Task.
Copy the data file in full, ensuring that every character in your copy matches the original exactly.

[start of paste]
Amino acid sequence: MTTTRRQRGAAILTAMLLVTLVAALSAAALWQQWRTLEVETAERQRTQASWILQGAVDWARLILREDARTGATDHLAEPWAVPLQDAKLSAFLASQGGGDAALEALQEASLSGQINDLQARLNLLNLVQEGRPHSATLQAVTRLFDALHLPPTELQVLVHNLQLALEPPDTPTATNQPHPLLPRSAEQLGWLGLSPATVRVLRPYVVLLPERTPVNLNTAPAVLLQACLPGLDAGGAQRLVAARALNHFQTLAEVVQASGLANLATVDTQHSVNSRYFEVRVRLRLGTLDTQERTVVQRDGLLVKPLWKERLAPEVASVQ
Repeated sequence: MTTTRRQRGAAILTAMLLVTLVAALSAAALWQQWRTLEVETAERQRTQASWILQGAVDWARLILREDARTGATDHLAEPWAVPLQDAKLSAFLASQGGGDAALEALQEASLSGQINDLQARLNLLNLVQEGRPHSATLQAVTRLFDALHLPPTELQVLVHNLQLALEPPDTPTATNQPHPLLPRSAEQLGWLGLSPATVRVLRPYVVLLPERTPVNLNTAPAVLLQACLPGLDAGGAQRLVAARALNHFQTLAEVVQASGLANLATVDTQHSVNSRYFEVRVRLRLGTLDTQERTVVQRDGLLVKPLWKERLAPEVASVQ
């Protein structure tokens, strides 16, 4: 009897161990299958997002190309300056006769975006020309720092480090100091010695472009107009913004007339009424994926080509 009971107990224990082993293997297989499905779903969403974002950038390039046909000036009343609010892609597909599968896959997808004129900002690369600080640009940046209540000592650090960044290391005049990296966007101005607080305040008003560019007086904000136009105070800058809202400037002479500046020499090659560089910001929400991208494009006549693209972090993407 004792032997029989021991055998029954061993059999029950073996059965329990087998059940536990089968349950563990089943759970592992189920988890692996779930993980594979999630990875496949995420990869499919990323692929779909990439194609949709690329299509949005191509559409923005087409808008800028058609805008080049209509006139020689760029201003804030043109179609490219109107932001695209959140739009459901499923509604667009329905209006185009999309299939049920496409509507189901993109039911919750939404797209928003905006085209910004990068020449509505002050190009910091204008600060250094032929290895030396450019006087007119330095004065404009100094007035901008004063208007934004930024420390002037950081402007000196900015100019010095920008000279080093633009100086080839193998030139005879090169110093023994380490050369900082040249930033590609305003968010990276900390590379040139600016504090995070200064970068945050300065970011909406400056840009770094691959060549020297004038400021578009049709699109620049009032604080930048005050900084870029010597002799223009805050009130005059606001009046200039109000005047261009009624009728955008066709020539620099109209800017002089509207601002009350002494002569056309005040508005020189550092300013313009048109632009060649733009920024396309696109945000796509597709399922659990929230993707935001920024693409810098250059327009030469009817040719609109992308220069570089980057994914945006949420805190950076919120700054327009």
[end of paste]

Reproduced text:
Amino acid sequence: MTTTRRQRGAAILTAMLLVTLVAALSAAALWQQWRTLEVETAERQRTQASWILQGAVDWARLILREDARTGATDHLAEPWAVPLQDAKLSAFLASQGGGDAALEALQEASLSGQINDLQARLNLLNLVQEGRPHSATLQAVTRLFDALHLPPTELQVLVHNLQLALEPPDTPTATNQPHPLLPRSAEQLGWLGLSPATVRVLRPYVVLLPERTPVNLNTAPAVLLQACLPGLDAGGAQRLVAARALNHFQTLAEVVQASGLANLATVDTQHSVNSRYFEVRVRLRLGTLDTQERTVVQRDGLLVKPLWKERLAPEVASVQ
Repeated sequence: MTTTRRQRGAAILTAMLLVTLVAALSAAALWQQWRTLEVETAERQRTQASWILQGAVDWARLILREDARTGATDHLAEPWAVPLQDAKLSAFLASQGGGDAALEALQEASLSGQINDLQARLNLLNLVQEGRPHSATLQAVTRLFDALHLPPTELQVLVHNLQLALEPPDTPTATNQPHPLLPRSAEQLGWLGLSPATVRVLRPYVVLLPERTPVNLNTAPAVLLQACLPGLDAGGAQRLVAARALNHFQTLAEVVQASGLANLATVDTQHSVNSRYFEVRVRLRLGTLDTQERTVVQRDGLLVKPLWKERLAPEVASVQ
């Protein structure tokens, strides 16, 4: 009897161990299958997002190309300056006769975006020309720092480090100091010695472009107009913004007339009424994926080509 009971107990224990082993293997297989499905779903969403974002950038390039046909000036009343609010892609597909599968896959997808004129900002690369600080640009940046209540000592650090960044290391005049990296966007101005607080305040008003560019007086904000136009105070800058809202400037002479500046020499090659560089910001929400991208494009006549693209972090993407 004792032997029989021991055998029954061993059999029950073996059965329990087998059940536990089968349950563990089943759970592992189920988890692996779930993980594979999630990875496949995420990869499919990323692929779909990439194609949709690329299509949005191509559409923005087409808008800028058609805008080049209509006139020689760029201003804030043109179609490219109107932001695209959140739009459901499923509604667009329905209006185009999309299939049920496409509507189901993109039911919750939404797209928003905006085209910004990068020449509505002050190009910091204008600060250094032929290895030396450019006087007119330095004065404009100094007035901008004063208007934004930024420390002037950081402007000196900015100019010095920008000279080093633009100086080839193998030139005879090169110093023994380490050369900082040249930033590609305003968010990276900390590379040139600016504090995070200064970068945050300065970011909406400056840009770094691959060549020297004038400021578009049709699109620049009032604080930048005050900084870029010597002799223009805050009130005059606001009046200039109000005047261009009624009728955008066709020539620099109209800017002089509207601002009350002494002569056309005040508005020189550092300013313009048109632009060649733009920024396309696109945000796509597709399922659990929230993707935001920024693409810098250059327009030469009817040719609109992308220069570089980057994914945006949420805190950076919120700054327009």